With many of my training partners ready to race super fast at IMC and IM Louisville this weekend, I was left to my own devices in Muskoka where I will be racing IM 70.3 in Sept. My 7 plus hour solo training day up there began with a beautiful swim in Peninsula Lake. There was not a soul around–pretty spectacular to accompany the rock face, the drunken trees–bent on reaching the water’s edge, the encouragement of waves ceding to each armswing. The water temperature was perfect and although the morning air was only 8 degrees, I was warm in my TYR Hurricane. 2 loops of the bike course followed and a short run after that. I LOVE how challenging both the ride and the run courses are, but I admit that it was a bit lonely duking it out in the wind by myself, and windy it was. Like the gaps in the lake between resorts, the backdrop of the bike course is a pulsing Tom Thomson painting, intercepted, of course by the boom of Range Rovers and BMW SUVs on Highway 35, but one must only contend with those for 20ish km before turning on to the more mellow 117. The climbs are not forgiving, but they keep you on your toes so the landscape can’t distract you for too long…this is a race we’ll be doing after all. Harder to ride alone to be sure, but certainly I gained some mental toughness out there that day…which was capped by a short but not too easy run that took me through the hiking trails near Deerhurst as much as possible.
As a New Englander, I didn’t grow up with what is known in Ontario as cottage country and all that entails, but with the beach house instead, and Boston’s south shore has many…simple, very low key, and truly divine summer escapes. Sandy feet, sticky salt sea air that does wonders for your hair (better than any hair product I’ve tried), the scent of brine, and the bellowing, enchanting summoning of fog horn on waves. This is very different from loon calls, and canoes, and the tall, pointed pines of the imagined (or imaginary?) Canada as “great” North. Yet, entering Peninsula Lake at the race swim exit (where I don’t think I was supposed to be), as I stepped into 2 feet of swampy, slushy, though not uncomfortable lake bed, and waist deep weeds, I felt so very Canadian and so perfectly at home in this painted North.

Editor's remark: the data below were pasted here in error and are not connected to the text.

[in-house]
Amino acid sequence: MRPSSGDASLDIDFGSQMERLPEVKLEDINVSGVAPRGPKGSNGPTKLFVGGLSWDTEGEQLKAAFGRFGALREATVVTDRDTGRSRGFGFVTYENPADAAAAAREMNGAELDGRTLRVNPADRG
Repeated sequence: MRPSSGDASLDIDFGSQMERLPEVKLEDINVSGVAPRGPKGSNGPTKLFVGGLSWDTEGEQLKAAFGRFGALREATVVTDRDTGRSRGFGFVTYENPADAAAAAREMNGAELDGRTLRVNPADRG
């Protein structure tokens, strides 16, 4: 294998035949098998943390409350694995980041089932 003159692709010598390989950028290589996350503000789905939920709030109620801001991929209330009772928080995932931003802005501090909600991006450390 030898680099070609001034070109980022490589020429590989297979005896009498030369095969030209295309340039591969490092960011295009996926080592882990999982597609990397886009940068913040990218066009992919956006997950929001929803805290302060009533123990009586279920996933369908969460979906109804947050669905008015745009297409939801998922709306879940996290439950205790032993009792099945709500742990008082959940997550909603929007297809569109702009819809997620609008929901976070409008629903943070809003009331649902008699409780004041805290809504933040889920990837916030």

Of course, staying at Deerhurst isn’t by any means cottage like, but the evocation of the surroundings sure are! It seemed in keeping the contemplative nature of my solo training day. I wouldn’t need a lot of these as I love my training partners, but that day was lovely and beautiful and sublime.